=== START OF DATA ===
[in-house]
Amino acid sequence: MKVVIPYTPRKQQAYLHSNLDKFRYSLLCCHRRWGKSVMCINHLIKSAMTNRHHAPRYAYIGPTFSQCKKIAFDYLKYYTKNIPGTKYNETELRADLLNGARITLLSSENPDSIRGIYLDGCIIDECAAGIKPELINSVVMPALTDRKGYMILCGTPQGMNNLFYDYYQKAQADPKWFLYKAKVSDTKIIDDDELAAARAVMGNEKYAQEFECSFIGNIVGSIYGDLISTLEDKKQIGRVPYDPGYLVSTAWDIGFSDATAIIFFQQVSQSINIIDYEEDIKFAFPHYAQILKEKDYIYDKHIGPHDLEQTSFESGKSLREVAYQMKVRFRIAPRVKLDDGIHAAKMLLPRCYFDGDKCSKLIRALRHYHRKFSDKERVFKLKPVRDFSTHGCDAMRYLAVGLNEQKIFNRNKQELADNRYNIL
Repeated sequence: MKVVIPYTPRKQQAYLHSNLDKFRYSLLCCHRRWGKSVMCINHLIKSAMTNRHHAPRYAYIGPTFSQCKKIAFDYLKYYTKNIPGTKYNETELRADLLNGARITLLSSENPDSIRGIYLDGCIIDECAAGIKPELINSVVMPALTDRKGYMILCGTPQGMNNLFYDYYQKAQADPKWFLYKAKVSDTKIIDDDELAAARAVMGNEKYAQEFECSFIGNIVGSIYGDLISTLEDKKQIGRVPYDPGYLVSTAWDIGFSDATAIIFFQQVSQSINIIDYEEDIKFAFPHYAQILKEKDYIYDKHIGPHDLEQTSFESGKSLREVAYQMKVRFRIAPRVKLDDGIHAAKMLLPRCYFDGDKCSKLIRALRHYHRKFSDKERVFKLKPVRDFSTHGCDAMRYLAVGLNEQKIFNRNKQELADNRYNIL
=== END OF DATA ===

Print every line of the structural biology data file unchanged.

[in-house]
Amino acid sequence: MKVVIPYTPRKQQAYLHSNLDKFRYSLLCCHRRWGKSVMCINHLIKSAMTNRHHAPRYAYIGPTFSQCKKIAFDYLKYYTKNIPGTKYNETELRADLLNGARITLLSSENPDSIRGIYLDGCIIDECAAGIKPELINSVVMPALTDRKGYMILCGTPQGMNNLFYDYYQKAQADPKWFLYKAKVSDTKIIDDDELAAARAVMGNEKYAQEFECSFIGNIVGSIYGDLISTLEDKKQIGRVPYDPGYLVSTAWDIGFSDATAIIFFQQVSQSINIIDYEEDIKFAFPHYAQILKEKDYIYDKHIGPHDLEQTSFESGKSLREVAYQMKVRFRIAPRVKLDDGIHAAKMLLPRCYFDGDKCSKLIRALRHYHRKFSDKERVFKLKPVRDFSTHGCDAMRYLAVGLNEQKIFNRNKQELADNRYNIL
Repeated sequence: MKVVIPYTPRKQQAYLHSNLDKFRYSLLCCHRRWGKSVMCINHLIKSAMTNRHHAPRYAYIGPTFSQCKKIAFDYLKYYTKNIPGTKYNETELRADLLNGARITLLSSENPDSIRGIYLDGCIIDECAAGIKPELINSVVMPALTDRKGYMILCGTPQGMNNLFYDYYQKAQADPKWFLYKAKVSDTKIIDDDELAAARAVMGNEKYAQEFECSFIGNIVGSIYGDLISTLEDKKQIGRVPYDPGYLVSTAWDIGFSDATAIIFFQQVSQSINIIDYEEDIKFAFPHYAQILKEKDYIYDKHIGPHDLEQTSFESGKSLREVAYQMKVRFRIAPRVKLDDGIHAAKMLLPRCYFDGDKCSKLIRALRHYHRKFSDKERVFKLKPVRDFSTHGCDAMRYLAVGLNEQKIFNRNKQELADNRYNIL